If a parent is worried about a child’s competence with reading, writing, numbers, or speech, they should talk about it with people who are familiar with their child, such as the child’s teacher. They are usually keen observers and quite experienced at spotting the early warning signs of a learning disability.
If the teacher hasn’t as yet raised the issue with you, don’t hesitate to bring up your concerns. Have a word with your child’s paediatrician for inputs others may have overlooked.
Sometimes what you are worrying about may just be a temporary phase that the child will soon outgrow. But don’t wait. You’ll be doing your child a big favour if you trust your instincts and talk to her teacher or doctor if the development seems a little off to you.
Try not to worry about what others might say about what you are thinking. Just go ahead, and do what you know is the right thing to do. After all, what is at stake is your child’s future!
Always go to an expert
A formal evaluation of the cognitive development of preschoolers is usually done by a child psychologist or psychiatrist. An evaluation of learning disability is done in an office setting and may take a couple of hours. The process may involve a child completing a few tasks and playing with toys.
Learning disabilities don’t go away. But much can be done to help the child compensate for the disability and learn to work around the problem she faces.
For instance, her teacher can make special efforts to find ways and introduce programs and present learning materials in different ways. Your child can practice new skills she learned over and over again in a setting that is supportive and very patient.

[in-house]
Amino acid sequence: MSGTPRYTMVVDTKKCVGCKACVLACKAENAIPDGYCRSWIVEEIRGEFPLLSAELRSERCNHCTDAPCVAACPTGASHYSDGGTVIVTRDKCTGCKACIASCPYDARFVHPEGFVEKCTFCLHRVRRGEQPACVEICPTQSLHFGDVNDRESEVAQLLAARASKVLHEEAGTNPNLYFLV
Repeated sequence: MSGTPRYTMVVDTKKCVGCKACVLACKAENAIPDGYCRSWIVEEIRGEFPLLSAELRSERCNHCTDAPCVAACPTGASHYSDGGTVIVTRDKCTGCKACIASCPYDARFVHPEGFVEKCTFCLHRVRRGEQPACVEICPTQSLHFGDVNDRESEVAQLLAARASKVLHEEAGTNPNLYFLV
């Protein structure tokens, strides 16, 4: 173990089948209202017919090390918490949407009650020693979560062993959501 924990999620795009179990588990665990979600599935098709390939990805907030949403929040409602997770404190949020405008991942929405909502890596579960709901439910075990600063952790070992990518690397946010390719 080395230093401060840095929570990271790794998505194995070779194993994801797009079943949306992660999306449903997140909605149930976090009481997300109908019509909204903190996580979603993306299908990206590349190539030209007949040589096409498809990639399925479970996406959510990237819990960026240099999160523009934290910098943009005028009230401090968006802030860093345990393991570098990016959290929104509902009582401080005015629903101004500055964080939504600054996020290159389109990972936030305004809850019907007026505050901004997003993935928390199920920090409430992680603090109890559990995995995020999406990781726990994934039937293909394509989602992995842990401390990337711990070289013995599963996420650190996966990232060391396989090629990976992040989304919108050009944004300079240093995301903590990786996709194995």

However, one of the most important things you can do as a parent is to support your child and assist with positive learning experiences. If a child loves animals, present her with a cat or a dog as a pet, it doesn’t matter which. She will very quickly become an expert and will take immense pride in taking very good care of her pet.
Make it a point of going out of your way to boost your child’s self-esteem by encouraging her skills and passions. Plan activities that you know your child can do and be successful at. But don’t try to be an expert on treating learning disabilities yourself.
The best approach will be to provide as much encouragement, love, and patience as possible, then let the experts handle the difficult part of enabling the child to acquire skills that will help her cope with the learning difficulties. Staying close to your child during these times will be of great help. Shower her with love and let the child know that you’ll always be there for her.
Remember to take care of yourself, too. A parent of a child with learning difficulties is under tremendous stress. So do try to de-stress, and meditate because a calm mind will help you manage your emotions better. It will also be reassuring to know that early intervention often provides a better outcome.
About My Gym
It is always the teachers who can help make a good learning experience great. In fact, teachers make or break a child’s experience, so focus on this aspect more than on anything else. Correcting learning difficulties need special programs and inputs that make a child feel comfortable.
The My Gym early intervention and development program for toddlers and young children can significantly improve their mental and physical coping capabilities. When taught correctly, they are the safest activity to engage in. Depending on what might be best for your child, My Gym offers evaluations and performances as a way of tracking and motivating the progress of its pupils.
Visit My Gym at your convenience. Choose a day when you will be relatively free and come over with your child in tow. Your child could be an infant (as young as 6 months), toddler or a preschooler, age is not a bar.
We will work in partnership with you and strive to provide engaging and the best learning experiences. Laying a firm foundation for your child’s personal, academic and future growth.
Please note: My Gym classrooms are thoroughly sanitized every day — the tables, the chairs, the children’s activity stations and everything else the child might touch is made safe and clean. Everyone wears a mask, washes hands frequently, and practices social distancing.